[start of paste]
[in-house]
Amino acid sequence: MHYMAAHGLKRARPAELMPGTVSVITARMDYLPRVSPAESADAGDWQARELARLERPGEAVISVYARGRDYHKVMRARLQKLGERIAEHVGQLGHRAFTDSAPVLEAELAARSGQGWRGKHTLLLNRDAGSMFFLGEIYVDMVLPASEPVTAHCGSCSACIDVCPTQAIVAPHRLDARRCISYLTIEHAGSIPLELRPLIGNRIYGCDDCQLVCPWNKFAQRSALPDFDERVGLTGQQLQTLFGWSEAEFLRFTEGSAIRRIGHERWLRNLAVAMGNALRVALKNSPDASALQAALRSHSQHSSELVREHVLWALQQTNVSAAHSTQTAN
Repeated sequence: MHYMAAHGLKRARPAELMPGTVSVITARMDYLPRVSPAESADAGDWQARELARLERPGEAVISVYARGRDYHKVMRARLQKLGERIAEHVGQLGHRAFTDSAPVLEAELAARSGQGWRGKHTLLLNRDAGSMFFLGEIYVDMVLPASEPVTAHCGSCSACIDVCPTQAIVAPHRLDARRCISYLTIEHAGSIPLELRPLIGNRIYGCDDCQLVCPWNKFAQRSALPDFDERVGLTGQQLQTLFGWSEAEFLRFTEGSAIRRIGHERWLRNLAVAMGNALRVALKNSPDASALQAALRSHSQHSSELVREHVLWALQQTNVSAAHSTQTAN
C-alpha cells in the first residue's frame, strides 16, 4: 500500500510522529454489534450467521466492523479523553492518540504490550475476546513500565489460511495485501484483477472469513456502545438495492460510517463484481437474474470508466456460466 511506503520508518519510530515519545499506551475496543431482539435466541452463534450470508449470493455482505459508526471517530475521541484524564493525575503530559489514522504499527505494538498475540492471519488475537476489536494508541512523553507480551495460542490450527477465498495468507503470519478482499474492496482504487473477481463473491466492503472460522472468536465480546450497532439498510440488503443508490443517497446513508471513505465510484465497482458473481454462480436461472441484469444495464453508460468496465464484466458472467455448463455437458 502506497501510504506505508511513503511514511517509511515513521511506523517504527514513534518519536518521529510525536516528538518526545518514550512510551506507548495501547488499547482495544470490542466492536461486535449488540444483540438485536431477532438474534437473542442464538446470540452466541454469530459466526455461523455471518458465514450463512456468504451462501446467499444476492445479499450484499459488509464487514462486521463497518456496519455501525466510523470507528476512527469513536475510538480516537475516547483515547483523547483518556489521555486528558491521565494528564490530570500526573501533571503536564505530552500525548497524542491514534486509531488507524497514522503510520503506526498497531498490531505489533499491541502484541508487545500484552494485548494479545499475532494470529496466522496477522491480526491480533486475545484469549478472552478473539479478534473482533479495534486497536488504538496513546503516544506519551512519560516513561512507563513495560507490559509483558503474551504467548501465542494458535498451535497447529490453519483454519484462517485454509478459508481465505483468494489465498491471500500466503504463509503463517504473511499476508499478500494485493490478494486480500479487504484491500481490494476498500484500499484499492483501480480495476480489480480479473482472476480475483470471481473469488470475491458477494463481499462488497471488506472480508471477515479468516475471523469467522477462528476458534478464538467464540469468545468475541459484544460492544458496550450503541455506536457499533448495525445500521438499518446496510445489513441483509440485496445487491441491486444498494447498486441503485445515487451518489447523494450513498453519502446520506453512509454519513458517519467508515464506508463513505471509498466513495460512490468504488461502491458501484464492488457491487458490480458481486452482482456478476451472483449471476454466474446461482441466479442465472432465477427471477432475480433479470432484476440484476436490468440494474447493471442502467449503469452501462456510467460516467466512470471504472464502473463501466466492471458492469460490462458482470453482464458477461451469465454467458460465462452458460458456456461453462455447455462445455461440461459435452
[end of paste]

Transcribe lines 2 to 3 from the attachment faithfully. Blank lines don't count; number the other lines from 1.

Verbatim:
Amino acid sequence: MHYMAAHGLKRARPAELMPGTVSVITARMDYLPRVSPAESADAGDWQARELARLERPGEAVISVYARGRDYHKVMRARLQKLGERIAEHVGQLGHRAFTDSAPVLEAELAARSGQGWRGKHTLLLNRDAGSMFFLGEIYVDMVLPASEPVTAHCGSCSACIDVCPTQAIVAPHRLDARRCISYLTIEHAGSIPLELRPLIGNRIYGCDDCQLVCPWNKFAQRSALPDFDERVGLTGQQLQTLFGWSEAEFLRFTEGSAIRRIGHERWLRNLAVAMGNALRVALKNSPDASALQAALRSHSQHSSELVREHVLWALQQTNVSAAHSTQTAN
Repeated sequence: MHYMAAHGLKRARPAELMPGTVSVITARMDYLPRVSPAESADAGDWQARELARLERPGEAVISVYARGRDYHKVMRARLQKLGERIAEHVGQLGHRAFTDSAPVLEAELAARSGQGWRGKHTLLLNRDAGSMFFLGEIYVDMVLPASEPVTAHCGSCSACIDVCPTQAIVAPHRLDARRCISYLTIEHAGSIPLELRPLIGNRIYGCDDCQLVCPWNKFAQRSALPDFDERVGLTGQQLQTLFGWSEAEFLRFTEGSAIRRIGHERWLRNLAVAMGNALRVALKNSPDASALQAALRSHSQHSSELVREHVLWALQQTNVSAAHSTQTAN